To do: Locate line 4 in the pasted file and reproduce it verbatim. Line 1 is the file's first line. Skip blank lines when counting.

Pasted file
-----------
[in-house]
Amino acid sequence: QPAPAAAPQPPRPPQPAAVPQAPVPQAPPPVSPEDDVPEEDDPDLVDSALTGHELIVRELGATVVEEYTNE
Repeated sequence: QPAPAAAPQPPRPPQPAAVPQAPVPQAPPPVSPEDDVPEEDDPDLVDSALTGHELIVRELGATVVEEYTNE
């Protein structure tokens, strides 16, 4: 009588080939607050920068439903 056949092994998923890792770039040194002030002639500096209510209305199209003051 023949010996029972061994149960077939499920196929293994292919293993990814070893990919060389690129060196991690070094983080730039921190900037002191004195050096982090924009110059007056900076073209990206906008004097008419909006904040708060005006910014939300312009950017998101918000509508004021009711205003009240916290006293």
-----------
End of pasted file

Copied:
């Protein structure tokens, strides 16, 4: 009588080939607050920068439903 056949092994998923890792770039040194002030002639500096209510209305199209003051 023949010996029972061994149960077939499920196929293994292919293993990814070893990919060389690129060196991690070094983080730039921190900037002191004195050096982090924009110059007056900076073209990206906008004097008419909006904040708060005006910014939300312009950017998101918000509508004021009711205003009240916290006293």